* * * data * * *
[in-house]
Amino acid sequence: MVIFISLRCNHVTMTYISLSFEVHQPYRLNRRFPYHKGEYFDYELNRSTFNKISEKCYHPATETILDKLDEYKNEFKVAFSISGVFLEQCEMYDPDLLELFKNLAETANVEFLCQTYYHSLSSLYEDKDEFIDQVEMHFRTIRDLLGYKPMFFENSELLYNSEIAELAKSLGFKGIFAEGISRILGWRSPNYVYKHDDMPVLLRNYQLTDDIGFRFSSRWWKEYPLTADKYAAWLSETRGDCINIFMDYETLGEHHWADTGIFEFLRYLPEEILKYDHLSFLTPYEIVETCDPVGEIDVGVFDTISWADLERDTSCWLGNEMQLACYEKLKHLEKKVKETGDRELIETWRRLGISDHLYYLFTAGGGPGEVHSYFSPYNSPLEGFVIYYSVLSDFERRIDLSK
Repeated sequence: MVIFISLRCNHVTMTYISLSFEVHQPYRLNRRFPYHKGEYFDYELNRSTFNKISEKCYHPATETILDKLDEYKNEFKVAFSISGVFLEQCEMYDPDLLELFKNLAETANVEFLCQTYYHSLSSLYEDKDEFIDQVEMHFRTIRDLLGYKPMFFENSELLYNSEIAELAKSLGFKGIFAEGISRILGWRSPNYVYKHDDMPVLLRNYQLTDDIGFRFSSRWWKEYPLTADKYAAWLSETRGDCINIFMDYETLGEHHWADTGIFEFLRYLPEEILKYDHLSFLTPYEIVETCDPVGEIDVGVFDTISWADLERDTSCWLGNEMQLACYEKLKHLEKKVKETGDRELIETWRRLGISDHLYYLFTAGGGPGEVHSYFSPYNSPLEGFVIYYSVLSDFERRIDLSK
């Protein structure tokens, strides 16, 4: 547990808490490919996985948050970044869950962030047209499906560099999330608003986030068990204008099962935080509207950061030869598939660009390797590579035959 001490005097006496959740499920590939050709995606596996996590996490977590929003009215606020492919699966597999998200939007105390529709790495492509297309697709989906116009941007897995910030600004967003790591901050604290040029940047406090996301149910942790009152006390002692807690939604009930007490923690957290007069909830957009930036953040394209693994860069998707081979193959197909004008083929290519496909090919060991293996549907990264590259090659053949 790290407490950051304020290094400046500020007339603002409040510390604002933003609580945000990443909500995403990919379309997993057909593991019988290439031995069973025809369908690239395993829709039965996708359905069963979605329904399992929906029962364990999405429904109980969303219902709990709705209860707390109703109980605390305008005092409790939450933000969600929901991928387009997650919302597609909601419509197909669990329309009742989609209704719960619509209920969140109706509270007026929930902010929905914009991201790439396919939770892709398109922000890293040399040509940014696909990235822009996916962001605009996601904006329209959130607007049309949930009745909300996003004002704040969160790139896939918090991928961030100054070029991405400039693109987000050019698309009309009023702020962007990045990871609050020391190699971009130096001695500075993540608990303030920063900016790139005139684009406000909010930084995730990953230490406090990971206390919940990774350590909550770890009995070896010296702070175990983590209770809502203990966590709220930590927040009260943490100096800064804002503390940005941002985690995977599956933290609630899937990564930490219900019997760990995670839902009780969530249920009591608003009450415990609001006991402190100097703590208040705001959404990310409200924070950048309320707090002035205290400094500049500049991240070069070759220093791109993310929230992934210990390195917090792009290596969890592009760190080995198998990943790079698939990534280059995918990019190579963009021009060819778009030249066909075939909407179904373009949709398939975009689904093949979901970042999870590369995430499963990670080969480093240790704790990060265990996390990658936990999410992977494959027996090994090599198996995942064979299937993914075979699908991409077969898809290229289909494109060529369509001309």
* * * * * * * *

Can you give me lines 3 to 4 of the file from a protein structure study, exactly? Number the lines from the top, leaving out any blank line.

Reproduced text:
Repeated sequence: MVIFISLRCNHVTMTYISLSFEVHQPYRLNRRFPYHKGEYFDYELNRSTFNKISEKCYHPATETILDKLDEYKNEFKVAFSISGVFLEQCEMYDPDLLELFKNLAETANVEFLCQTYYHSLSSLYEDKDEFIDQVEMHFRTIRDLLGYKPMFFENSELLYNSEIAELAKSLGFKGIFAEGISRILGWRSPNYVYKHDDMPVLLRNYQLTDDIGFRFSSRWWKEYPLTADKYAAWLSETRGDCINIFMDYETLGEHHWADTGIFEFLRYLPEEILKYDHLSFLTPYEIVETCDPVGEIDVGVFDTISWADLERDTSCWLGNEMQLACYEKLKHLEKKVKETGDRELIETWRRLGISDHLYYLFTAGGGPGEVHSYFSPYNSPLEGFVIYYSVLSDFERRIDLSK
């Protein structure tokens, strides 16, 4: 547990808490490919996985948050970044869950962030047209499906560099999330608003986030068990204008099962935080509207950061030869598939660009390797590579035959 001490005097006496959740499920590939050709995606596996996590996490977590929003009215606020492919699966597999998200939007105390529709790495492509297309697709989906116009941007897995910030600004967003790591901050604290040029940047406090996301149910942790009152006390002692807690939604009930007490923690957290007069909830957009930036953040394209693994860069998707081979193959197909004008083929290519496909090919060991293996549907990264590259090659053949 790290407490950051304020290094400046500020007339603002409040510390604002933003609580945000990443909500995403990919379309997993057909593991019988290439031995069973025809369908690239395993829709039965996708359905069963979605329904399992929906029962364990999405429904109980969303219902709990709705209860707390109703109980605390305008005092409790939450933000969600929901991928387009997650919302597609909601419509197909669990329309009742989609209704719960619509209920969140109706509270007026929930902010929905914009991201790439396919939770892709398109922000890293040399040509940014696909990235822009996916962001605009996601904006329209959130607007049309949930009745909300996003004002704040969160790139896939918090991928961030100054070029991405400039693109987000050019698309009309009023702020962007990045990871609050020391190699971009130096001695500075993540608990303030920063900016790139005139684009406000909010930084995730990953230490406090990971206390919940990774350590909550770890009995070896010296702070175990983590209770809502203990966590709220930590927040009260943490100096800064804002503390940005941002985690995977599956933290609630899937990564930490219900019997760990995670839902009780969530249920009591608003009450415990609001006991402190100097703590208040705001959404990310409200924070950048309320707090002035205290400094500049500049991240070069070759220093791109993310929230992934210990390195917090792009290596969890592009760190080995198998990943790079698939990534280059995918990019190579963009021009060819778009030249066909075939909407179904373009949709398939975009689904093949979901970042999870590369995430499963990670080969480093240790704790990060265990996390990658936990999410992977494959027996090994090599198996995942064979299937993914075979699908991409077969898809290229289909494109060529369509001309």